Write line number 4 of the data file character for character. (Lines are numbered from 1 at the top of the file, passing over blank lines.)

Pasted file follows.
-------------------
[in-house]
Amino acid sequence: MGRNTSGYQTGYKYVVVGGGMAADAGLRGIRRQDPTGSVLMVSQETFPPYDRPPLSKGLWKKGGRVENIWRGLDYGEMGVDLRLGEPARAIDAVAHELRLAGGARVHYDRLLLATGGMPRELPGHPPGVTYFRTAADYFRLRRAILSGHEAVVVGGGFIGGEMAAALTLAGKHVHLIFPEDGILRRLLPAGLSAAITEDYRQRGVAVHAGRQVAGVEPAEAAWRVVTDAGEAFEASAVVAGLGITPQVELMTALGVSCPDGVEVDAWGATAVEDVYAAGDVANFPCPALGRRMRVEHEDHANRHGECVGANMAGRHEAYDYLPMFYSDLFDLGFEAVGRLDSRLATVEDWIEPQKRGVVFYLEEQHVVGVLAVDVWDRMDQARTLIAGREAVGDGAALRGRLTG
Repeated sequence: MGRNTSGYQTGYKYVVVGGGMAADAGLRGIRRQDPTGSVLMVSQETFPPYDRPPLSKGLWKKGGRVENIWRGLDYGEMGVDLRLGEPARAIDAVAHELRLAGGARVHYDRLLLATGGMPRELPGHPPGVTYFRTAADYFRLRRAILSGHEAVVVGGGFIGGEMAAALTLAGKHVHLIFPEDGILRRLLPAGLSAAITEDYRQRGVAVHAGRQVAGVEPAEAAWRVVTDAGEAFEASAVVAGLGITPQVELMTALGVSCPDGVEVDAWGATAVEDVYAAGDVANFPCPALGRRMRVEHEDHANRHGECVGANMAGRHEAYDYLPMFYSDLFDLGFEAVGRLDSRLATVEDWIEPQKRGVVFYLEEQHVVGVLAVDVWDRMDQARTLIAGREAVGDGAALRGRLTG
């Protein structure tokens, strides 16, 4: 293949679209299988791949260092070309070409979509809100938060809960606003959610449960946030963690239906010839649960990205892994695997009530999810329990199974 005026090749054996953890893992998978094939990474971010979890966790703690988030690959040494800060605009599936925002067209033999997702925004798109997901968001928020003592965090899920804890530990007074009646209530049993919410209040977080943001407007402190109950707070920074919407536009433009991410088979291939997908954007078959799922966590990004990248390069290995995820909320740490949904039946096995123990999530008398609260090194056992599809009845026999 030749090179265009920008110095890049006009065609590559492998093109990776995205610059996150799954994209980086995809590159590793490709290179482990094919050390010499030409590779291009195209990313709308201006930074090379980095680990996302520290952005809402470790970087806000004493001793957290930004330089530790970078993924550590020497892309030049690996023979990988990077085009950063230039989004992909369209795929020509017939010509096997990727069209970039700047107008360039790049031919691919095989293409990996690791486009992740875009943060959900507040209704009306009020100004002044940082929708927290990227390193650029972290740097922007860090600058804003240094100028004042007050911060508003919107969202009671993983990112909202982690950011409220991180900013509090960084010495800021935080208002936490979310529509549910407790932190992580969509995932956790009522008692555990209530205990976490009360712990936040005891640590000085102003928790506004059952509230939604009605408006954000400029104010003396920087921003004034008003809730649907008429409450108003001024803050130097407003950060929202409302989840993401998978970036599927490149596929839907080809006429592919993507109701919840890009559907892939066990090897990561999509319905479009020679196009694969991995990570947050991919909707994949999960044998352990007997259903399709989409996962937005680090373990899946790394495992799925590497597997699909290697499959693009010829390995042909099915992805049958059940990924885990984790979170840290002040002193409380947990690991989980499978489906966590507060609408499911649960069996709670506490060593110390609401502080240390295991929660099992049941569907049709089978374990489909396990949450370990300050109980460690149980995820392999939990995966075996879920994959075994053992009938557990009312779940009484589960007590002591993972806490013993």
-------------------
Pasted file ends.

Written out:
């Protein structure tokens, strides 16, 4: 293949679209299988791949260092070309070409979509809100938060809960606003959610449960946030963690239906010839649960990205892994695997009530999810329990199974 005026090749054996953890893992998978094939990474971010979890966790703690988030690959040494800060605009599936925002067209033999997702925004798109997901968001928020003592965090899920804890530990007074009646209530049993919410209040977080943001407007402190109950707070920074919407536009433009991410088979291939997908954007078959799922966590990004990248390069290995995820909320740490949904039946096995123990999530008398609260090194056992599809009845026999 030749090179265009920008110095890049006009065609590559492998093109990776995205610059996150799954994209980086995809590159590793490709290179482990094919050390010499030409590779291009195209990313709308201006930074090379980095680990996302520290952005809402470790970087806000004493001793957290930004330089530790970078993924550590020497892309030049690996023979990988990077085009950063230039989004992909369209795929020509017939010509096997990727069209970039700047107008360039790049031919691919095989293409990996690791486009992740875009943060959900507040209704009306009020100004002044940082929708927290990227390193650029972290740097922007860090600058804003240094100028004042007050911060508003919107969202009671993983990112909202982690950011409220991180900013509090960084010495800021935080208002936490979310529509549910407790932190992580969509995932956790009522008692555990209530205990976490009360712990936040005891640590000085102003928790506004059952509230939604009605408006954000400029104010003396920087921003004034008003809730649907008429409450108003001024803050130097407003950060929202409302989840993401998978970036599927490149596929839907080809006429592919993507109701919840890009559907892939066990090897990561999509319905479009020679196009694969991995990570947050991919909707994949999960044998352990007997259903399709989409996962937005680090373990899946790394495992799925590497597997699909290697499959693009010829390995042909099915992805049958059940990924885990984790979170840290002040002193409380947990690991989980499978489906966590507060609408499911649960069996709670506490060593110390609401502080240390295991929660099992049941569907049709089978374990489909396990949450370990300050109980460690149980995820392999939990995966075996879920994959075994053992009938557990009312779940009484589960007590002591993972806490013993």